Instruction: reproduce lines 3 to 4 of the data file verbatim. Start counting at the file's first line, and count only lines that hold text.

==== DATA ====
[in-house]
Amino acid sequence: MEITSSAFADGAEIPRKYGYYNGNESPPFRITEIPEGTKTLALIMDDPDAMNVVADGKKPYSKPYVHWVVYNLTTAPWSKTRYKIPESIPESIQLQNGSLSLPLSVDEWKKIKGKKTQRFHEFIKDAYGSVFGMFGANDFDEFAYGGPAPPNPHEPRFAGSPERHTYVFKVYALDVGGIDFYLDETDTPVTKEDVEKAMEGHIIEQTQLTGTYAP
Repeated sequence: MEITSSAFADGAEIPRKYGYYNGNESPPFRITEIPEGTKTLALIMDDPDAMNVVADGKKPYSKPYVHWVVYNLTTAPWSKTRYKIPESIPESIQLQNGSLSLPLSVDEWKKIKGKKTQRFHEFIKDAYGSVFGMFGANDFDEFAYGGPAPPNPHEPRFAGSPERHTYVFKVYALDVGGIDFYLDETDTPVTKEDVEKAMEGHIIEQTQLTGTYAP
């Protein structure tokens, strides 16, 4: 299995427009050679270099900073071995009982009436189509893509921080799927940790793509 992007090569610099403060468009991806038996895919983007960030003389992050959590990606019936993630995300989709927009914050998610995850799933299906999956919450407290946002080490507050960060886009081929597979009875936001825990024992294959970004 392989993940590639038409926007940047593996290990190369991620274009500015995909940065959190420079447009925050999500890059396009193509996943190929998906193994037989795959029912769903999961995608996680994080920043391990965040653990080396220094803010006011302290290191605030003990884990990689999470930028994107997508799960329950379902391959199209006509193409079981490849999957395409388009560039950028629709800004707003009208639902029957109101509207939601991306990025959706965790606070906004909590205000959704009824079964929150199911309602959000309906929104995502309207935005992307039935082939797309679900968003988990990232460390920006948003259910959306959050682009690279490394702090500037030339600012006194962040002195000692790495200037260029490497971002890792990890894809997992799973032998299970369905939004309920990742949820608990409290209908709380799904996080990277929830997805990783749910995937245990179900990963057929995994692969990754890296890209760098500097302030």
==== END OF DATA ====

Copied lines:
Repeated sequence: MEITSSAFADGAEIPRKYGYYNGNESPPFRITEIPEGTKTLALIMDDPDAMNVVADGKKPYSKPYVHWVVYNLTTAPWSKTRYKIPESIPESIQLQNGSLSLPLSVDEWKKIKGKKTQRFHEFIKDAYGSVFGMFGANDFDEFAYGGPAPPNPHEPRFAGSPERHTYVFKVYALDVGGIDFYLDETDTPVTKEDVEKAMEGHIIEQTQLTGTYAP
């Protein structure tokens, strides 16, 4: 299995427009050679270099900073071995009982009436189509893509921080799927940790793509 992007090569610099403060468009991806038996895919983007960030003389992050959590990606019936993630995300989709927009914050998610995850799933299906999956919450407290946002080490507050960060886009081929597979009875936001825990024992294959970004 392989993940590639038409926007940047593996290990190369991620274009500015995909940065959190420079447009925050999500890059396009193509996943190929998906193994037989795959029912769903999961995608996680994080920043391990965040653990080396220094803010006011302290290191605030003990884990990689999470930028994107997508799960329950379902391959199209006509193409079981490849999957395409388009560039950028629709800004707003009208639902029957109101509207939601991306990025959706965790606070906004909590205000959704009824079964929150199911309602959000309906929104995502309207935005992307039935082939797309679900968003988990990232460390920006948003259910959306959050682009690279490394702090500037030339600012006194962040002195000692790495200037260029490497971002890792990890894809997992799973032998299970369905939004309920990742949820608990409290209908709380799904996080990277929830997805990783749910995937245990179900990963057929995994692969990754890296890209760098500097302030």